What Hispanics Need to Know About Diabetes
The Diabetes-Depression Connection
While diabetes can be a concern for anyone, if you are a Hispanic adult, you should be especially alert. Hispanics are nearly twice as likely to have diabetes as non-Hispanic whites. Also, Hispanic adults with diabetes are more likely to suffer from diabetes complications, including death.
Because of this increased risk, the American Diabetes Association (ADA) suggests special screening for Hispanics. Hispanics who are overweight may need to be screened for diabetes earlier than the general population.
Higher Rates of Diabetes
Overall, Hispanic adults are 1.7 times more likely than non-Hispanic white adults to be diagnosed with diabetes. However, rates differ among different Hispanic groups. Cubans and Central and South American Hispanics have about the same diabetes risk as non-Hispanic white adults. Puerto Ricans are 94% more likely than non-Hispanic whites to be diagnosed. Mexicans have an 87% higher risk of diagnosis.
Currently, a Hispanic woman born in 2000 has an estimated 52.5% risk of developing diabetes in her lifetime. A Hispanic man born in the same year has a 45.4% risk. These numbers are substantially higher than those for nonminority groups. Among non-Hispanic whites, the rates are 31.2% for females and 26.7% for males.
Diabetes in Teens and Older Adults
Type 2 diabetes is rare among teens and adolescents. However, the rates are rising—especially among Hispanics.
Diabetes prevalence increases with age. Among Hispanics, adults ages 65 and older are most likely to have diabetes.
Why Are Hispanics at Greater Risk?
There are many reasons Hispanics are more likely to be diagnosed with diabetes. Limited access to quality health care, genetics, and cultural factors may be at play. For example, research shows that the average Mexican American diet is poor. Specifically, it is high in calories, total fat, saturated fat, cholesterol, and sodium. According to the ADA, eating healthy foods is one of the most important steps in preventing type 2 diabetes.
Hispanics are also more likely to be overweight or obese than non-Hispanic white adults. About 32% of Hispanics are obese, compared to 26% of non-Hispanic whites. Being overweight or obese increases your risk of developing type 2 diabetes. Plus, obesity is associated with a greater risk of dying from type 2 diabetes.
Higher Risk for Complications
Hispanics with diabetes are more prone to complications from the disease. They are more likely to develop cardiovascular disease, end-stage renal disease, disability, and death from diabetes. Mexican Americans are 50% more likely to die from diabetes compared to non-Hispanic whites. Hispanics with diabetes also have high rates of depression.
Access to quality health care may be part of the issue. Research shows that Hispanics older than age 40 are less likely to have a flu vaccine, foot exam, or retinal eye exam. These are important to prevent complications.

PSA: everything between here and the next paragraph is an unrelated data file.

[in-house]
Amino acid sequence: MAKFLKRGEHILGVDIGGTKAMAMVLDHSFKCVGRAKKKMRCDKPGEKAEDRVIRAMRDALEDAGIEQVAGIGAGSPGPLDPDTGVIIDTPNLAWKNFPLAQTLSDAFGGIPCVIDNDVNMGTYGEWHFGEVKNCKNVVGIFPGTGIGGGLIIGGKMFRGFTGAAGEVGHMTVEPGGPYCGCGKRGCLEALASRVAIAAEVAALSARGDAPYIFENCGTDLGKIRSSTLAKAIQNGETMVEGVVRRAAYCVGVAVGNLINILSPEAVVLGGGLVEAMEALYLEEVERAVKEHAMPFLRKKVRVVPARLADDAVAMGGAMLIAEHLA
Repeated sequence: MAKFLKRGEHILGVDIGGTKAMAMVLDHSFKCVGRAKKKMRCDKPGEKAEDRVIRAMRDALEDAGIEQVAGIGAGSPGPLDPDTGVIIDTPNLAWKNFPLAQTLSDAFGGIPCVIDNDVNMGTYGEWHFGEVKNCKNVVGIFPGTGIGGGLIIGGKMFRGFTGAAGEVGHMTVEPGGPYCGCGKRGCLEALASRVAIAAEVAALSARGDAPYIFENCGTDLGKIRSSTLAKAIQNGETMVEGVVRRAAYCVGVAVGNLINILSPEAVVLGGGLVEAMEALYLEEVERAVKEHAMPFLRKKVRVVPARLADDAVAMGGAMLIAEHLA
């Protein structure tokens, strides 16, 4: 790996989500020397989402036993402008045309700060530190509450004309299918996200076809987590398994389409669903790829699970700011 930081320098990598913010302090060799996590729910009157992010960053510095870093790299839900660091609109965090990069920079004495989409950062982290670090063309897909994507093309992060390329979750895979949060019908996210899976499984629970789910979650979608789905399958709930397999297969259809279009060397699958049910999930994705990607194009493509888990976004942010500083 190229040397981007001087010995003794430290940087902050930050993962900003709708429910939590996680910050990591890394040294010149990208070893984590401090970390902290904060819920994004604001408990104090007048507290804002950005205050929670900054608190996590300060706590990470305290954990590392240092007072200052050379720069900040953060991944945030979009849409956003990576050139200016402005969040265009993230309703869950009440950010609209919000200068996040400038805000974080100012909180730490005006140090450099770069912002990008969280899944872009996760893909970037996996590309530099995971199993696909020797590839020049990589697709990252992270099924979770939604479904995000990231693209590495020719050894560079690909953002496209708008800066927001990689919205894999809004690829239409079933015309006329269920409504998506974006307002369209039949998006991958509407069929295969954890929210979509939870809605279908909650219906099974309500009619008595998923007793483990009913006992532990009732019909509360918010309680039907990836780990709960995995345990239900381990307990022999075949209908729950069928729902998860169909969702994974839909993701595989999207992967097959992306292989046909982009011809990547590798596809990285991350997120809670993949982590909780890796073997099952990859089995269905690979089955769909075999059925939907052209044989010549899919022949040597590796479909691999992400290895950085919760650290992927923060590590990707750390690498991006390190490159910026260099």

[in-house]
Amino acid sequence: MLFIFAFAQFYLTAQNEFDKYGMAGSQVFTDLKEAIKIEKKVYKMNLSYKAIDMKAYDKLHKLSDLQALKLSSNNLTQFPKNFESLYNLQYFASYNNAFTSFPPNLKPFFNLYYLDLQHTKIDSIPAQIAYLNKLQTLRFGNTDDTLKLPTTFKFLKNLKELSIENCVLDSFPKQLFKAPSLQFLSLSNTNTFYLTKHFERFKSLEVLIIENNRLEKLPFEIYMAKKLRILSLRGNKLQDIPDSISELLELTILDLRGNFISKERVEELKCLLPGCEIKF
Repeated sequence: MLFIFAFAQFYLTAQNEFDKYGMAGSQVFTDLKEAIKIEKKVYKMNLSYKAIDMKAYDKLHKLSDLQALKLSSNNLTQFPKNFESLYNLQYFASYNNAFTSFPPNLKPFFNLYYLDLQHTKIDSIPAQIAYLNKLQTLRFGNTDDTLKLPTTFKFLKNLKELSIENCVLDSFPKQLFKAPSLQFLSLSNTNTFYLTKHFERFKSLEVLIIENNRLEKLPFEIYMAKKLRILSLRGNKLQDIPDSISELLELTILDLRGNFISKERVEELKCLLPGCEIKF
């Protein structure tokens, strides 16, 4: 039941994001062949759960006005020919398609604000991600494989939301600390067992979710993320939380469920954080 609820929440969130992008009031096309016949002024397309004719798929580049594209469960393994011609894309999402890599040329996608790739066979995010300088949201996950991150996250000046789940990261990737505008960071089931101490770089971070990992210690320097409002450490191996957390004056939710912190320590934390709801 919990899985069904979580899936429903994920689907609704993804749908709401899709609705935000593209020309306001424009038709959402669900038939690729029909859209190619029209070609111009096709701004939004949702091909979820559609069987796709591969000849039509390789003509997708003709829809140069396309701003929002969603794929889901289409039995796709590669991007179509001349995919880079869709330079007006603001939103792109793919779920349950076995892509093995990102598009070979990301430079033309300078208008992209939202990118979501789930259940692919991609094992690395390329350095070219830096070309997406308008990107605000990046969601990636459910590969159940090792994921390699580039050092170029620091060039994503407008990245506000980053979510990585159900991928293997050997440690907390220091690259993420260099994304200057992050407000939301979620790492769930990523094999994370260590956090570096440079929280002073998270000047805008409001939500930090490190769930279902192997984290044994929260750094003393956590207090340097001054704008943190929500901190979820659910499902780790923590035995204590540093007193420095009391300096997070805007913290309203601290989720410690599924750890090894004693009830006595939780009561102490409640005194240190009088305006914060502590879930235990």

What Can You Do?
Talk with your family about diabetes. A family history of diabetes raises your risk of developing the disease. The ADA recommends that all adults receive their first diabetes screening at age 45. But earlier screening should be considered if you are overweight and obese and have a parent, sibling, or child with diabetes. Hispanics who are overweight or obese should also get earlier screening.
Hispanics are nearly twice as likely to have diabetes as non-Hispanic whites.
Hispanic adults with diabetes are more likely to suffer from complications, including death.
Reasons for this higher risk may include limited access to quality health care, obesity, genetics, and cultural factors such as diet.
- The ADA suggests special diabetes screenings for Hispanics.
Healthgrades Operating Company, Inc. All rights reserved. May not be reproduced
or reprinted without permission from Healthgrades Operating Company, Inc. Use
of this information is governed by the Healthgrades User Agreement.
- Standards of Medical Care in Diabetes—2013. Diabetes Care. 2013;36(1):S11-S66.;
- Diabetes Data/Statistics. Office of Minority
Health, U.S. Department of Health and Human Services, 2013.
- Diabetes and Hispanic Americans. Office of Minority Health, U.S.
Department of Health and Human Services, 2013.
and Hispanic Americans. Office of Minority Health, U.S. Department of
Health and Human Services, 2013.
- Do You
Know Some of the Health Risks of Being Overweight? National Institute of
Diabetes and Digestive and Kidney Diseases, National Institutes of
of Diabetes among Hispanics in Six U.S. Geographic Locations. Centers
for Disease Control and Prevention, 2013.
Diabetes Fact Sheet, 2011. Centers for Disease Control and Prevention,
- Gather and
Share Your Family History. Centers for Disease Control and Prevention,
Eating. American Diabetes Association, 2013.
- Age, Race, Gender, and Family History. American Diabetes Association,
- Eye Complications. American Diabetes Association, 2013.
- Foot Care. American Diabetes Association, 2013.
- Flu and Pneumonia Shots. American Diabetes Association, 2013.
- Lifestyle Factors and Mortality Risk in Individuals with Diabetes
Mellitus: Are the Associations Different from Those In Individuals
Without Diabetes? Sluik, D., et al. Diabetologia. Epub ahead of print,
October 17, 2013. (http://www.diabetologia-journal.org/files/Sluik.pdf);
- En Balance Participants Decrease Dietary Fat and Cholesterol Intake as
Part of a Culturally Sensitive Hispanic Diabetes Education Program.
Salto, L.M., et al. The Diabetes Educator. 2011;37(2);239-53.
- One Year Post Collaborative Depression Care Trial Outcomes among Predominantly Hispanic Diabetes Safety Net Patients. Ell, E., et al. General Hospital Psychiatry. 2011;33(5):436-42. (http://www.ncbi.nlm.nih.gov/pmc/articles/PMC3175272/pdf/nihms303252.pdf);